Phil Cynar

Pittsburgh just keeps popping up on impressive lists – most recently on Site Selection magazine’s newly released list of Top U.S. Economic Development Groups.   The Pittsburgh Regional Alliance (PRA), southwestern Pennsylvania’s business investment marketing organization, is among the top 11 such organizations in the country for 2012 – and the only one in the Northeast U.S., according to this globally circulated magazine of corporate real estate strategy and area economic development.

The Pittsburgh Regional Alliance and Allegheny Conference Team
The Pittsburgh Regional Alliance and Allegheny Conference Team

“This year’s Best to Invest Top Groups in the U.S. all demonstrated a resiliency to bounce back from previous economic setbacks,” said Ron Starner, general manager and executive vice president of Conway Data Inc. and Site Selection, and author of the Top Groups report. “They also continued a long track record of supporting innovation and entrepreneurship in their communities.  These organizations did not get ahead by following the herd.”

Local economic development groups, including the PRA, were first ranked according to four objective categories:  new jobs, new jobs per 10,000 residents, new investment amount and new investment per 10,000 residents.  Then they were scrutinized for more subjective attributes such as innovation, leadership and customer service.

“The Pittsburgh region has strength in numbers when it comes to sectors, partners and investment deals,” said PRA President Dewitt Peart. “We have hundreds of partners at allied organizations across all 10 counties of southwestern Pennsylvania, and 50 of these partners make up the PRA Partnership – professionals and leaders from the public and private sectors who work together to create a climate that’s competitive for business investment and to generate leads and secure deals.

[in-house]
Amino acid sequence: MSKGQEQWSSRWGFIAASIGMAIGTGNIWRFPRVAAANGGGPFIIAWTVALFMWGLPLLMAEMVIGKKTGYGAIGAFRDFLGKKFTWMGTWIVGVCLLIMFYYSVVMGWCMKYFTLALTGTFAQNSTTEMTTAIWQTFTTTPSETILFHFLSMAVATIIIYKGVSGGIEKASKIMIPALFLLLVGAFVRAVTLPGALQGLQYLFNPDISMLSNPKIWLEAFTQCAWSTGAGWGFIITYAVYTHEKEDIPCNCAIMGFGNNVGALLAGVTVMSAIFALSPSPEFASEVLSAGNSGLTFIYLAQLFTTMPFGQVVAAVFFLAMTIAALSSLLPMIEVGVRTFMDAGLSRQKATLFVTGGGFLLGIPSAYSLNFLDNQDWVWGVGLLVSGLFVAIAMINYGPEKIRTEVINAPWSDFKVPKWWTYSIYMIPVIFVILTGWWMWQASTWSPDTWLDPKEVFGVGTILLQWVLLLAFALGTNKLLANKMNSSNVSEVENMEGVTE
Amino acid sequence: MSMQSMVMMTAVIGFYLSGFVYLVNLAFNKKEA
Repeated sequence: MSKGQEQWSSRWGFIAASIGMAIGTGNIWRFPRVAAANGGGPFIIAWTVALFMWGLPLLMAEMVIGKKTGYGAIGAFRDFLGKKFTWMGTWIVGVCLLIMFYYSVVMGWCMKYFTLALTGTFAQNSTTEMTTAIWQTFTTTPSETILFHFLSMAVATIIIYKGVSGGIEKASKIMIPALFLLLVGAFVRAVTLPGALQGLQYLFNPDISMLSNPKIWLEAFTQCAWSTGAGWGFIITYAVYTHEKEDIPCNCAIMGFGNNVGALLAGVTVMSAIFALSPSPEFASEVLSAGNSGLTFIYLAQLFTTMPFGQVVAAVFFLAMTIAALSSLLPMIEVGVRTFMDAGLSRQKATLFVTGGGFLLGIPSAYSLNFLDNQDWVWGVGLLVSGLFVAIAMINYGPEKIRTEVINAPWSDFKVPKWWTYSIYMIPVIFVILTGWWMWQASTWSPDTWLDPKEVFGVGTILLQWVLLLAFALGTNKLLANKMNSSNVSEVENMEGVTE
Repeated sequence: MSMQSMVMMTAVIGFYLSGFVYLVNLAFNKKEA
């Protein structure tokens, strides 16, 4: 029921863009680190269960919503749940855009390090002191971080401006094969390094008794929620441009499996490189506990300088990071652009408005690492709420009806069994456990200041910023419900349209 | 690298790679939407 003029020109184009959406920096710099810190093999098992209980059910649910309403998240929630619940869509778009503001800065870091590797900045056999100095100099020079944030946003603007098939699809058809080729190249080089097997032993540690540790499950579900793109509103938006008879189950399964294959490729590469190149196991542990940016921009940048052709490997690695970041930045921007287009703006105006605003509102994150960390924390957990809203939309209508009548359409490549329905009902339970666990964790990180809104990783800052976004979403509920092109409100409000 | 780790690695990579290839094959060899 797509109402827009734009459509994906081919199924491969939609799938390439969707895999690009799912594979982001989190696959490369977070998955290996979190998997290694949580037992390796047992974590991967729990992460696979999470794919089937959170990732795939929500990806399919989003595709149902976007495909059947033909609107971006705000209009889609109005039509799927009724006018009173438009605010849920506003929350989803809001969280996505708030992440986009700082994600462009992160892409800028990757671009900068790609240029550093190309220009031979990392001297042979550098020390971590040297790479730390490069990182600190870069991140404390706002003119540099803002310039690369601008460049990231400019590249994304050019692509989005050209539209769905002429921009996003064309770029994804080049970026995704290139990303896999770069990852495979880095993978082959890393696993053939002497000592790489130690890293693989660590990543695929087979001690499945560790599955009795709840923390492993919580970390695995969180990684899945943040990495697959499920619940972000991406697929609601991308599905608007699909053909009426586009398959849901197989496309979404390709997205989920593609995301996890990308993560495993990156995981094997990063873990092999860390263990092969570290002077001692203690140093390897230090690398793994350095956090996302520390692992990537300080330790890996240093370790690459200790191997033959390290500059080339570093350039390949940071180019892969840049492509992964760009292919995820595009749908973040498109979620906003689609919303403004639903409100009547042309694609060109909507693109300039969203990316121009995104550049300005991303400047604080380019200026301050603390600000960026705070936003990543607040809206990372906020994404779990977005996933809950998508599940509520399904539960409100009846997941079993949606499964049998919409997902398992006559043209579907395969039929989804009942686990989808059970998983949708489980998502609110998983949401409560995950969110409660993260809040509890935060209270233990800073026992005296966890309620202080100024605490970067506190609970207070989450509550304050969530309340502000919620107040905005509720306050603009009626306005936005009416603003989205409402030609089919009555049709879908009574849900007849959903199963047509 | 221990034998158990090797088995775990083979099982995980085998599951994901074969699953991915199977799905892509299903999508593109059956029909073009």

“The efforts of all of these partners have paved the way for the PRA organization to secure project deals in 2012 representing capital investment of nearly $500 million and 3,731 total jobs – both created and retained.  These deals translate to bricks and mortar facilities of all sorts and sizes that build up the Pittsburgh region’s business landscape and enhance our overall marketability,” he said.

“We swing higher than our weight.  Pittsburgh competes with primary markets – Atlanta, New York, San Francisco and others – on projects where it has distinct advantages, like workforce, and where our competitive cost to do business is attractive. I congratulate all of the PRA team and its partners whose expertise in marketing the region helps to put Pittsburgh on many lists of top performers,” said Peart.

Additional recognition for efforts to attract business investment came last month from the London-based magazine of globalization, fDi (Foreign Direct Investment), a publication of the Financial Times.  Among its annual American Cities of the Future, Pittsburgh was ranked No. 5 among large cities for foreign direct investment strategy.

Bill Flanagan

First our region tops the U-Haul index for the fastest growth rate in people moving into any region and now we’ve made a top ten – this time among the “up and coming downtowns.”

According to, downtowns are being reborn across America, with double-digit population growth in the decade ending 2010 – more than double the rate of growth for cities overall.  Young adults are big drivers of this, particularly college-educated men and women ages 25 to 34, who are opting for urban lifestyles.

Downtown Pittsburgh turned up in Forbes’ top ten. The magazine notes that Class A office space was 94.5 percent leased as of the end of the third quarter of last year and the neighborhood’s population was about 8,000, up 21 percent from 2000.  And there’s more residential living on the way. According to the Pittsburgh Downtown Partnership, 219 units have come to market since 2009 with another 346 under construction.

The transformation of Downtown has been underway since the beginning of our region’s comeback 30-years ago.  (I’ve noted before that Pittsburgh’s darkest days were 30-years ago this year.  In 1983 the metro unemployment rate topped out above 18%.)